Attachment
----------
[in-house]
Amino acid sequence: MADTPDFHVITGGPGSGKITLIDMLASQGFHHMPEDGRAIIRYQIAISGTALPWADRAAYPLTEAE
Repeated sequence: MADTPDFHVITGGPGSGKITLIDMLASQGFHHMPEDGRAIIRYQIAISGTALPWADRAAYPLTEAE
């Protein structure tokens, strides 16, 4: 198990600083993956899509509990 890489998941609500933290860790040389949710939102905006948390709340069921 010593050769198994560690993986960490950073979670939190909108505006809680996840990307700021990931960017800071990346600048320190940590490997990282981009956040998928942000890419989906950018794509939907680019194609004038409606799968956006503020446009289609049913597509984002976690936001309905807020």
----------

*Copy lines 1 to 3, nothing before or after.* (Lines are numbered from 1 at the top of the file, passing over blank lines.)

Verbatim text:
[in-house]
Amino acid sequence: MADTPDFHVITGGPGSGKITLIDMLASQGFHHMPEDGRAIIRYQIAISGTALPWADRAAYPLTEAE
Repeated sequence: MADTPDFHVITGGPGSGKITLIDMLASQGFHHMPEDGRAIIRYQIAISGTALPWADRAAYPLTEAE